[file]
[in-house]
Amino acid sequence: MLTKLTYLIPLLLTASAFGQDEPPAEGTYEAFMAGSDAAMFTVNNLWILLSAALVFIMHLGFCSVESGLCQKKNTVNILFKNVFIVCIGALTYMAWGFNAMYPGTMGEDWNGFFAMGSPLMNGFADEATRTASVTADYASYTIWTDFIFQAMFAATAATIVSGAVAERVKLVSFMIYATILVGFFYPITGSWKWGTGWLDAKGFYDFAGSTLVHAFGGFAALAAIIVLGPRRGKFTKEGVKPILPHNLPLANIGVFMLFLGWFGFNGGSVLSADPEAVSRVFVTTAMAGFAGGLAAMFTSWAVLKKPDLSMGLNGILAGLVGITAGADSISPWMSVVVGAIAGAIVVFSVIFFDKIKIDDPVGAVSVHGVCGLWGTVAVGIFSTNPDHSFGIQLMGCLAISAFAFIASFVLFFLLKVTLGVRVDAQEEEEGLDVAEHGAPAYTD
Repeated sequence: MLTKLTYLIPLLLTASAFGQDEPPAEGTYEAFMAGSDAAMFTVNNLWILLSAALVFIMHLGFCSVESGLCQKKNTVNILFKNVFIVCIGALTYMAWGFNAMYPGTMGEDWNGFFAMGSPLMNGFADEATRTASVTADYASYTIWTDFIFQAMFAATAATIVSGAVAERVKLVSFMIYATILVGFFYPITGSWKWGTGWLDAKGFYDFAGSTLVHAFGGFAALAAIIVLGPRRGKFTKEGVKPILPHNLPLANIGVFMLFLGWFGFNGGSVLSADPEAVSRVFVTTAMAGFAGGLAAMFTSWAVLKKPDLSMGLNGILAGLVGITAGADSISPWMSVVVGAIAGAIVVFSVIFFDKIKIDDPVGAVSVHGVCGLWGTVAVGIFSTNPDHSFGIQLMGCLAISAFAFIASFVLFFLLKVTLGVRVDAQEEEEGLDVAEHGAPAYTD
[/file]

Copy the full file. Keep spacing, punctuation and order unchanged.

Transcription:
[in-house]
Amino acid sequence: MLTKLTYLIPLLLTASAFGQDEPPAEGTYEAFMAGSDAAMFTVNNLWILLSAALVFIMHLGFCSVESGLCQKKNTVNILFKNVFIVCIGALTYMAWGFNAMYPGTMGEDWNGFFAMGSPLMNGFADEATRTASVTADYASYTIWTDFIFQAMFAATAATIVSGAVAERVKLVSFMIYATILVGFFYPITGSWKWGTGWLDAKGFYDFAGSTLVHAFGGFAALAAIIVLGPRRGKFTKEGVKPILPHNLPLANIGVFMLFLGWFGFNGGSVLSADPEAVSRVFVTTAMAGFAGGLAAMFTSWAVLKKPDLSMGLNGILAGLVGITAGADSISPWMSVVVGAIAGAIVVFSVIFFDKIKIDDPVGAVSVHGVCGLWGTVAVGIFSTNPDHSFGIQLMGCLAISAFAFIASFVLFFLLKVTLGVRVDAQEEEEGLDVAEHGAPAYTD
Repeated sequence: MLTKLTYLIPLLLTASAFGQDEPPAEGTYEAFMAGSDAAMFTVNNLWILLSAALVFIMHLGFCSVESGLCQKKNTVNILFKNVFIVCIGALTYMAWGFNAMYPGTMGEDWNGFFAMGSPLMNGFADEATRTASVTADYASYTIWTDFIFQAMFAATAATIVSGAVAERVKLVSFMIYATILVGFFYPITGSWKWGTGWLDAKGFYDFAGSTLVHAFGGFAALAAIIVLGPRRGKFTKEGVKPILPHNLPLANIGVFMLFLGWFGFNGGSVLSADPEAVSRVFVTTAMAGFAGGLAAMFTSWAVLKKPDLSMGLNGILAGLVGITAGADSISPWMSVVVGAIAGAIVVFSVIFFDKIKIDDPVGAVSVHGVCGLWGTVAVGIFSTNPDHSFGIQLMGCLAISAFAFIASFVLFFLLKVTLGVRVDAQEEEEGLDVAEHGAPAYTD